찬실이는 복도 많지 「Chan-sil-i-neun Bok-do-man-ji」
Release Date: October 04th, 2019
Duration: 96 mins.
Director: Kim Cho-hee
Writer: Kim Cho-hee (Script),
Starring: Kang Mal-geum, Youn Yuh-jung, Kim Young-min, Yoon Seung-ah, Bae Yu-ram,
The old writer’s adage that it is better to write what you know is put into perfect effect by director Kim Cho-hee in her sprightly and amusing debut feature film, a somewhat autobiographical movie full of wry comedy and existential angst which won both the KBS Independent Film and CGV Arthouse awards at the 2019 Busan International Film Festival.
Kim Cho-hee adapts elements of her own life, from studying French literature to being the producer on ten Hong Sang-soo films, to create the world of the titular Lee Chan-sil (Kang Mal-geum), a forty-year-old indie movie producer who works with an auteur famous for a particular brand of cinema (clearly a reference to Hong). When Chan-sil’s director dies suddenly during a party and leaves Chan-sil unemployed and seemingly unemployable due to her narrow range of experience. This causes her to enter an existential crisis as she feels she has dedicated her life to movies and has nothing to show for it and is alone.
Her new situation is very stark as she is forced to retreat to living in a cheap room run by a grumpy old woman (Youn Yuh-jung) and working as a cleaning lady for an irrepressibly cheerful actress named Susie (Yoon Seung-ah). Seeming humiliations prove to be good because her landlady’s house hides plenty of movie-related secrets that offers Chan-sil emotional comfort and Susie proves to be a true friend, not least because she ushers Chan-sil into a possible romance with a younger guy named who is a part-time French teacher and indie film director. As Chan-sil reorients herself, she works through her angst by looking back on her past while struggling to see into the future by cautiously taking on new opportunities which leads to some gentle comedy.
With movie people making movies about movie people the final product can turn out be an example of intellectual masturbation, creative self-flagellation or a simple reflexive comedy. Lucky Chan-sil avoids the worst narcissism and triteness and makes itself a pleasurable experience by being a female spin on a formula that Hong San-soo has built a career on with added depth from Chan-sil herself.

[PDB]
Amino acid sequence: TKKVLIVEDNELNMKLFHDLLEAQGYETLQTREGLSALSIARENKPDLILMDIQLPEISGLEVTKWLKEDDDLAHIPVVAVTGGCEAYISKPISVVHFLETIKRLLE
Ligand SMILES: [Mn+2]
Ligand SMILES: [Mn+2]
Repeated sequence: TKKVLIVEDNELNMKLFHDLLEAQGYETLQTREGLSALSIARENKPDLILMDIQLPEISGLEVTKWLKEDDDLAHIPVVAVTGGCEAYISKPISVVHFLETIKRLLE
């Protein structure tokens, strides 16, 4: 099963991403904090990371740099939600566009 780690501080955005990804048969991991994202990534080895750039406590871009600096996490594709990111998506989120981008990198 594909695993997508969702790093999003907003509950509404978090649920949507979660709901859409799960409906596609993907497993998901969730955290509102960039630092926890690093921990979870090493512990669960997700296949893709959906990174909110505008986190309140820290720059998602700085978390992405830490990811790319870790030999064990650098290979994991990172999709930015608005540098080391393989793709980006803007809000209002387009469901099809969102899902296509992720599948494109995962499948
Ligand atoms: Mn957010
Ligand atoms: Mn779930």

We get to know and appreciate the main character who is clearly a representation of director Kim Cho-hee. The reference-heavy context is well-established for cineastes, but the story is universal and the relationships in the film enjoyable to see develop and so we care and understand as Chan-sil is forced beyond the idealism of making movies into a period of self-doubt over life choices.
The comedy is very organic by being uniquely personal and appropriate to Chan-sil and her situation which gives depth to the gags and drama. Gentle disappointments litter proceedings with social faux pas, relationship misfires, career miscommunication and general confusion plaguing her as digs deep to discover what she wants from life. There is also a touch of the surreal as the film sprinkles the supernatural over scenes with the ghost of the Hong Kong actor Leslie Cheung (in his underwear) acting as a life coach to Chan-sil, very appropriate for a woman her age. The film is funny and kind and eventually satisfying as universal existential questions are asked and answered from the viewpoint of an engaging character and we care so much because of the main performance.
A former office worker who took to acting in her thirties, Kang Mal-geum as Lee Chan-sil is a revelation. Alternately maudlin and waspish, she does dry humour perfectly and has a wonderful put-upon air of someone used to carrying others but opens up emotionally to give a sense of her confusion and sadness and hopes. Her physicality and facial expressions are equally expressive, allowing for comedy to create a complex character and charming who acts as the dynamo for the film, someone we can pity, empathise with and someone we can root for. Likewise, the supporting cast, some of whom are Hong San-soo collaborators, provide sparky and fun foils to watch as they help shape Chan-sil’s journey.
This is a talky picture but still cinematic as tones shift from dramatic to comedic to dreamlike with a change in lighting and camera angles to alter perspectives and vary emotions in scenes. Some deft camera movements and edits defy the typical static camera set-ups of this type of film to set up sight gags or pick out details and character reactions that add textures to a relationship. Not a shot is wasted and the visual language is perfect, things signalling that Kim Cho-hee is a directing talent who has learned a lot from her collaborators but with something different to say.
When Chan-sil comes to her realisation of what she wants in life, it is really a beautiful moment and inspirational, a reminder of why people love films and congregate around them. Her journey is satisfying to go on as she explores lifelong passions and important motivations and finds new hope which should comfort the audience who will be able to understand her intimately and cheer her on.